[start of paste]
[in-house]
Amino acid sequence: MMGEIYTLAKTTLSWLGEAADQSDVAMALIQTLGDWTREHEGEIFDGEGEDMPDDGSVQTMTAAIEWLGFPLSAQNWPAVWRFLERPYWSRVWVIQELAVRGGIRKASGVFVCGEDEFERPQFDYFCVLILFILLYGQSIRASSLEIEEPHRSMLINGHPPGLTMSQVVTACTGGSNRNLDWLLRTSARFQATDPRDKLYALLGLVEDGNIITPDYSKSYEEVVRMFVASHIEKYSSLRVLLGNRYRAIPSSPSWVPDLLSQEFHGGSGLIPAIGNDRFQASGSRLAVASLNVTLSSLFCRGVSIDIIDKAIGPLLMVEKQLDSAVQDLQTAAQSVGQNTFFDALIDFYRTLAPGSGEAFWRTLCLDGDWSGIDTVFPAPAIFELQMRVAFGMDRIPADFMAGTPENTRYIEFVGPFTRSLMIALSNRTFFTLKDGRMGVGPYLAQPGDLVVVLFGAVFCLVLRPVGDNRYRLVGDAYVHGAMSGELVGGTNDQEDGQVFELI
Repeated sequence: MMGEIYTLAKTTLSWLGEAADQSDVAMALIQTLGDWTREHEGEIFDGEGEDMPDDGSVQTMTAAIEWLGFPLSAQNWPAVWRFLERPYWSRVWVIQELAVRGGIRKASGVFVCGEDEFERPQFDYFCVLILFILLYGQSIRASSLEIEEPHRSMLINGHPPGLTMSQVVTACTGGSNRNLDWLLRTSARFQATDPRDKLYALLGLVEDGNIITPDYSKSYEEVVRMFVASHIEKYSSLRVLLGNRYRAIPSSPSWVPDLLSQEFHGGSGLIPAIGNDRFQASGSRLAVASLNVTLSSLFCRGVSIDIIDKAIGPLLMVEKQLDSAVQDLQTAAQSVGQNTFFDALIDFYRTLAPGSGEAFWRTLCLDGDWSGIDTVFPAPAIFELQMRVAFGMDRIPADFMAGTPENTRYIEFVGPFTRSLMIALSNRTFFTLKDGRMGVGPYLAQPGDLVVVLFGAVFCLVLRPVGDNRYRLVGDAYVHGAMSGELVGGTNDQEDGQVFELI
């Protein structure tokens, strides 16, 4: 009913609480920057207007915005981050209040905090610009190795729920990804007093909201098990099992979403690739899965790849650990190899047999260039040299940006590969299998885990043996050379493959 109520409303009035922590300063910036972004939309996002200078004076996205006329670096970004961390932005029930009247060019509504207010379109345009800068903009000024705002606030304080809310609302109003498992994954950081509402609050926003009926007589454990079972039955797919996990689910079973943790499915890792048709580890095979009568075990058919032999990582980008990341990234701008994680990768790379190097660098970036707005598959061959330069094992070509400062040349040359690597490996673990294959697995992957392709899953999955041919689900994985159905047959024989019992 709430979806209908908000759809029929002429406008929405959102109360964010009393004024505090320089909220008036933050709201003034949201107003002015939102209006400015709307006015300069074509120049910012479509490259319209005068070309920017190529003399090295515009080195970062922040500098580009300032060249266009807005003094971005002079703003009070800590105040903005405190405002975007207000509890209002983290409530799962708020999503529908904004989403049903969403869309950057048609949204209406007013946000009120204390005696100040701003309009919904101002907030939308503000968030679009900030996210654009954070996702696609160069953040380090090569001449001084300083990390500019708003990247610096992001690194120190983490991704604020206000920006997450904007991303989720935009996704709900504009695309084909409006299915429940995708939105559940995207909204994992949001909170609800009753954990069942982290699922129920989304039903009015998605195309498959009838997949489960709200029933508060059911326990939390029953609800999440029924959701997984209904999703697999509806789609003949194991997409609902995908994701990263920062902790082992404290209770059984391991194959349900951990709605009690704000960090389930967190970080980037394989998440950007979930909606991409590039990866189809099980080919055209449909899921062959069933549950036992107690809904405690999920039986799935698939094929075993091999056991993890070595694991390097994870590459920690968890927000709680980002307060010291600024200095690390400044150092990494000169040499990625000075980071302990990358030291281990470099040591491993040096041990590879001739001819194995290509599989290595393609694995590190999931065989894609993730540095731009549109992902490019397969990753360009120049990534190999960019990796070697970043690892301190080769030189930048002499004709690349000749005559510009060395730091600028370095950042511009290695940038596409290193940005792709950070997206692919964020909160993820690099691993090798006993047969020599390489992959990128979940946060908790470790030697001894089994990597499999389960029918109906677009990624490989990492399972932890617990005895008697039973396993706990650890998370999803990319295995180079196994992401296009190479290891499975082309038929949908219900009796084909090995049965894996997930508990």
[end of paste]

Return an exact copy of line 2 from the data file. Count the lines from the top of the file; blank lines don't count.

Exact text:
Amino acid sequence: MMGEIYTLAKTTLSWLGEAADQSDVAMALIQTLGDWTREHEGEIFDGEGEDMPDDGSVQTMTAAIEWLGFPLSAQNWPAVWRFLERPYWSRVWVIQELAVRGGIRKASGVFVCGEDEFERPQFDYFCVLILFILLYGQSIRASSLEIEEPHRSMLINGHPPGLTMSQVVTACTGGSNRNLDWLLRTSARFQATDPRDKLYALLGLVEDGNIITPDYSKSYEEVVRMFVASHIEKYSSLRVLLGNRYRAIPSSPSWVPDLLSQEFHGGSGLIPAIGNDRFQASGSRLAVASLNVTLSSLFCRGVSIDIIDKAIGPLLMVEKQLDSAVQDLQTAAQSVGQNTFFDALIDFYRTLAPGSGEAFWRTLCLDGDWSGIDTVFPAPAIFELQMRVAFGMDRIPADFMAGTPENTRYIEFVGPFTRSLMIALSNRTFFTLKDGRMGVGPYLAQPGDLVVVLFGAVFCLVLRPVGDNRYRLVGDAYVHGAMSGELVGGTNDQEDGQVFELI